While in Brazil on my most recent trip, my in-laws had me sample various cachaças from the family stash. (And it is quite a stash.) I had very different impressions of each.
Before I share those impressions, a little background...
Before starting a decade in Silicon Valley PR, I was an intern at Brown-Miller Communications, a boutique PR shop in Martinez, Calif. The clients at the time included the Livermore Valley Winegrowers' Association, the California Tomato Growers' Association, the Cling Peach Advisory Board, Gills Onions, and others.
At a wine-related event, I asked someone how they developed their palate. I was intimidated at the time by the mellifluous prose that waxed rhapsodic about "raspberry undertones", "hints of blackcurrant", or a "crisp finish".
"At the end of the day, there are only three kinds of wine," I was told. 'Good', 'Sucks', and 'More Please.'"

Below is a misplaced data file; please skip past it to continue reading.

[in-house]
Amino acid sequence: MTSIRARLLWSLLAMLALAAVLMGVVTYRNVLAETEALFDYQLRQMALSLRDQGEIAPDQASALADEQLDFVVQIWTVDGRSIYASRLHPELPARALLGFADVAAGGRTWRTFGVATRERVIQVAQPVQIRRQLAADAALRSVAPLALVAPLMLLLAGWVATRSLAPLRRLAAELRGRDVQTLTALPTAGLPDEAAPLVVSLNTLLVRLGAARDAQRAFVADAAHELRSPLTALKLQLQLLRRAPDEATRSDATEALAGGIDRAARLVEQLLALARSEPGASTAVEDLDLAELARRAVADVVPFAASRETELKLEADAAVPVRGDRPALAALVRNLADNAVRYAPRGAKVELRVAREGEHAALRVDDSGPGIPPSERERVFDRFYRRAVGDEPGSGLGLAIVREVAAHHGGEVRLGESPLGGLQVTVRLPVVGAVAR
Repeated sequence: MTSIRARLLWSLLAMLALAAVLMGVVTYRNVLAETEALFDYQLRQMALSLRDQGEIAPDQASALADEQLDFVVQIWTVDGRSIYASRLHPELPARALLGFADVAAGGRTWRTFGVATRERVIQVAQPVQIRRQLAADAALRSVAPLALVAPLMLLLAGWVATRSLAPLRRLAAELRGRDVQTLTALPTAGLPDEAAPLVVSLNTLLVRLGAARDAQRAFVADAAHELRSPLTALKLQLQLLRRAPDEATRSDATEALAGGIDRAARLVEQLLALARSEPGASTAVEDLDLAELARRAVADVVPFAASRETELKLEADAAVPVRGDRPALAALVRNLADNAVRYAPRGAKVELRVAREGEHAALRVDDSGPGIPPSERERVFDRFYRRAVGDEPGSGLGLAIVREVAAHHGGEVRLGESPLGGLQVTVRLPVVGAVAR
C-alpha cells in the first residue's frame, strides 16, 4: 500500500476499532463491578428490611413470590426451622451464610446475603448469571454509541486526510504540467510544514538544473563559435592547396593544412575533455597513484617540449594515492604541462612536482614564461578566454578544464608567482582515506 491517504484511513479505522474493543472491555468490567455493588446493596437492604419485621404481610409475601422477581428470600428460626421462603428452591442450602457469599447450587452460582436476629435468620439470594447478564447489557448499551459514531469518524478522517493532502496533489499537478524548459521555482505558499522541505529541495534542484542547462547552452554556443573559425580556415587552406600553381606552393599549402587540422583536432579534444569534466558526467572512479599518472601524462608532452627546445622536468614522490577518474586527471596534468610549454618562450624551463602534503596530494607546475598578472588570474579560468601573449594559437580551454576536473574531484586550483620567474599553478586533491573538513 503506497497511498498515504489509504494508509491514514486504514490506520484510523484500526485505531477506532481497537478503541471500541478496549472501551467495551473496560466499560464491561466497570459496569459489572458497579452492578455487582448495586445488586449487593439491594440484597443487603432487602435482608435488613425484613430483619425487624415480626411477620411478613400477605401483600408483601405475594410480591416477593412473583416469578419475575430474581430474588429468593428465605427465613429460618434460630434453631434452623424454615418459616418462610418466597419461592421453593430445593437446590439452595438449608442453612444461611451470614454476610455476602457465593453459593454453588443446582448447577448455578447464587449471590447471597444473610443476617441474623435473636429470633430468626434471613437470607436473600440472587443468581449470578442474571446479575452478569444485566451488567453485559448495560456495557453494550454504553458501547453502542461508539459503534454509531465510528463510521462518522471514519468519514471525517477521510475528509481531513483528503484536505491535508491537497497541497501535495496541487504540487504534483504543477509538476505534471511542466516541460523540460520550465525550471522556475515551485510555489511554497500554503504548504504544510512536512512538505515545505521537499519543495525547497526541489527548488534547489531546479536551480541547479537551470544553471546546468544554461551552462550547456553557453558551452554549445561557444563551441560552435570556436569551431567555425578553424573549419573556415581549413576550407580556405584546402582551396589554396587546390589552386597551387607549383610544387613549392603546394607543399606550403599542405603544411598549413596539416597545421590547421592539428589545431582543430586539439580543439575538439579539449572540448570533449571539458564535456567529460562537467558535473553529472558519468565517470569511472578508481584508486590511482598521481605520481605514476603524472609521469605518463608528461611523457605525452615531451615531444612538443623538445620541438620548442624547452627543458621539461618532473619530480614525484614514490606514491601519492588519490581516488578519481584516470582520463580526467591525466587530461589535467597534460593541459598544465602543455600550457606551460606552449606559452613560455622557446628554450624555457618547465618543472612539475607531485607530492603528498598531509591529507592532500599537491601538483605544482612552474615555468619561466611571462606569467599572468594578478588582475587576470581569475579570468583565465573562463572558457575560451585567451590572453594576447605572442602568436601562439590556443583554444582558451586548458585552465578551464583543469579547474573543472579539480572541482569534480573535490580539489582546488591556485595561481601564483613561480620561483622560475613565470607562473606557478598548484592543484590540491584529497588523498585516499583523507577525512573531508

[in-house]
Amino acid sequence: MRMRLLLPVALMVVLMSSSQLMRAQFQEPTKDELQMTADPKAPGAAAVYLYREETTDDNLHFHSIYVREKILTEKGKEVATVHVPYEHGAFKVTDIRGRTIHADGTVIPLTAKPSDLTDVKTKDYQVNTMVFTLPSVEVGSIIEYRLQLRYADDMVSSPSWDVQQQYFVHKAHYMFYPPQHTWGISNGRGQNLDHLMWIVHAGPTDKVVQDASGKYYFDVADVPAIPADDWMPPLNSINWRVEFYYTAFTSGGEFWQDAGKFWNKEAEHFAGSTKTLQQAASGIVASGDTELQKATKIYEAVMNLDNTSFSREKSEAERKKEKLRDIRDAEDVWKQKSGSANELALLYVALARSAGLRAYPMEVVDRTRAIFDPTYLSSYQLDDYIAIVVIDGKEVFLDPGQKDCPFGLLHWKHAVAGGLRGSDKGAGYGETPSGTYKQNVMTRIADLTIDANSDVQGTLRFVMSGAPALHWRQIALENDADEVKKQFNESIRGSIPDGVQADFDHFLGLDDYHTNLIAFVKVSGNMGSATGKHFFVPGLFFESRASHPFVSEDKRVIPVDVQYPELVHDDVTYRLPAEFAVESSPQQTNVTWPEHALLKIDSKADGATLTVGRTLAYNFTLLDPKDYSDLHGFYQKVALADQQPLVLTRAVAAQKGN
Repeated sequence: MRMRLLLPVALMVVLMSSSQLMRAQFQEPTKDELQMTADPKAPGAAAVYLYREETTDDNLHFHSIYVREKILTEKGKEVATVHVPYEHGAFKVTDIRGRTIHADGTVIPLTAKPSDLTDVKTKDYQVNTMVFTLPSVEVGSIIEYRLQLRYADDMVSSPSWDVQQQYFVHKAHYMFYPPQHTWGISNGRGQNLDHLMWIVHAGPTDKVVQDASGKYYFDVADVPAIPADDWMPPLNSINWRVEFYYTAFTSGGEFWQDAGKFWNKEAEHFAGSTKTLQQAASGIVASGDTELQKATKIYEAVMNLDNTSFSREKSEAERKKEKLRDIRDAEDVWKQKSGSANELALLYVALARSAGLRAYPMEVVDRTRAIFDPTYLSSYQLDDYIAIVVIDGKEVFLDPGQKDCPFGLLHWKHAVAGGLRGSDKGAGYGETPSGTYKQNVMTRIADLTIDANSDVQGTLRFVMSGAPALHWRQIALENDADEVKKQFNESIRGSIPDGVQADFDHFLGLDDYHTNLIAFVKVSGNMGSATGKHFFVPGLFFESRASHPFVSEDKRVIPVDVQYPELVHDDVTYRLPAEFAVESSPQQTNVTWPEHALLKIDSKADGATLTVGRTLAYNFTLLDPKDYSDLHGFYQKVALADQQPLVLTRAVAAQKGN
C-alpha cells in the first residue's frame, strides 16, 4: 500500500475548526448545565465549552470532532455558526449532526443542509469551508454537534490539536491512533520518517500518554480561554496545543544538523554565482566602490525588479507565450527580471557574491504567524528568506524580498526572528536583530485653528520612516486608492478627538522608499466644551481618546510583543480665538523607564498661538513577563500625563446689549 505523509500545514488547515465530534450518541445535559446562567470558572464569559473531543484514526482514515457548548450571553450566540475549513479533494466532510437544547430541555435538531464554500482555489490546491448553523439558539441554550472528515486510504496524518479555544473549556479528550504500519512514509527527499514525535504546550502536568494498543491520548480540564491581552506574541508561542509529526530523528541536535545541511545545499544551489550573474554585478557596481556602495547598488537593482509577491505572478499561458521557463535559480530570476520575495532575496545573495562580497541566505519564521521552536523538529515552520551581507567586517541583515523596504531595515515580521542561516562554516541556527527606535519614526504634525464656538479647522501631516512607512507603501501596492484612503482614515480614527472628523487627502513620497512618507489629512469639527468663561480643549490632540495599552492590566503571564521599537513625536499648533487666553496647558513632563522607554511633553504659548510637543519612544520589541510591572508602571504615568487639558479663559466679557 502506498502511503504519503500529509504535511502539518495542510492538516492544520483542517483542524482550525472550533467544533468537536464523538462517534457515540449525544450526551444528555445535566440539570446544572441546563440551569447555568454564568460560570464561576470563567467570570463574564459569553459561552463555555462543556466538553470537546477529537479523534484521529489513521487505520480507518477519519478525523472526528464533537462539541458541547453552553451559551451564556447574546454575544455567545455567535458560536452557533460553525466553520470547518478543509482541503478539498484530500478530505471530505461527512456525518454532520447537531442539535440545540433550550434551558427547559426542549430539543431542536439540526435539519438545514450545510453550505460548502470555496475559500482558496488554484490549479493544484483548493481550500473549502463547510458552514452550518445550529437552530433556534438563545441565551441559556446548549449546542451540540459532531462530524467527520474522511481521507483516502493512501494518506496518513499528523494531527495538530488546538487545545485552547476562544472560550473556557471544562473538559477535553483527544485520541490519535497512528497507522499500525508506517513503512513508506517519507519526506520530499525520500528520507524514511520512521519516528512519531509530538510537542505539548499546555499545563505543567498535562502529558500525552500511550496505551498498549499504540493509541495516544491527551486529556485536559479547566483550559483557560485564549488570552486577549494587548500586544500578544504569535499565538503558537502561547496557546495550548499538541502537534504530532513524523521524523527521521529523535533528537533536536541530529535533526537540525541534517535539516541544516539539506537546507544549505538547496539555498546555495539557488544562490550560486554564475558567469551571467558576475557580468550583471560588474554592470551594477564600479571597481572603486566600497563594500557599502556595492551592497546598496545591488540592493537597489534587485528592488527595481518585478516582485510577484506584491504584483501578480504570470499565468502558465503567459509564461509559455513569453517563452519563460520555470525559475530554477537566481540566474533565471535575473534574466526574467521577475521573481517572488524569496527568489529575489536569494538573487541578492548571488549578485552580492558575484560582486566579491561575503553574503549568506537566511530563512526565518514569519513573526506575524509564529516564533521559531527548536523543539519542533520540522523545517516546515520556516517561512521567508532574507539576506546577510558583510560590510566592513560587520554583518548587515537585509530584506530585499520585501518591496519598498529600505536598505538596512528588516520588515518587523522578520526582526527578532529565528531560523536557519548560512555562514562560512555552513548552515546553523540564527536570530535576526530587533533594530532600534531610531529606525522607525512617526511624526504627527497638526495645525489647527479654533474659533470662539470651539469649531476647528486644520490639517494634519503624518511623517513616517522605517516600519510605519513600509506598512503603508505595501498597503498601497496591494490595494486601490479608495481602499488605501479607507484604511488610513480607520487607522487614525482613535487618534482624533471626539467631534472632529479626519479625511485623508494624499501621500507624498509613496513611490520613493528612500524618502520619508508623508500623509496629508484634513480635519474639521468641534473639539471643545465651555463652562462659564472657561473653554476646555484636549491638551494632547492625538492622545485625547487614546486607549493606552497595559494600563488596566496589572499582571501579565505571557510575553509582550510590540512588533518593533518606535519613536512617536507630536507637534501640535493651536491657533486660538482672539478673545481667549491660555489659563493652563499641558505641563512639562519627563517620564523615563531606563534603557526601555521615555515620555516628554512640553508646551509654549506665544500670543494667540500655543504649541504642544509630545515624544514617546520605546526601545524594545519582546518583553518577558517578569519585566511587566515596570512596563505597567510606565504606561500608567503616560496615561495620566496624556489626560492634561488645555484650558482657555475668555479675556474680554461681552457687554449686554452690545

I never forgot it.
I can only hope to share my impressions of the cachaças I've sampled, with the thought that my tastes aren't so coarse as to be useless. Since my in-laws are quite involved in the community of cachaça aficionados in Rio, I hope to share my experiences with various labels that we may never see in the U.S.
So here's my one-to-five rating system:
- Five barrels: Baptize your kid with this. Immediately.
- Four barrels: This should be in your special stash. Hide it from your uncle and the guy who keeps wanting to borrow your truck.
- Three barrels: Decent.
- Two barrels: Almost guaranteed to turn into a four-barrel-rated cachaça after the third one. Cocktail-mixture is absolutely essential.
- One barrels: If Wolverine from the X-Men wanted to go on a serious bender with this stuff, his mutant healing-factor would come in quite handy.
- Zero barrels: Your engine block probably needs cleaning, doesn't it?
More to come soon.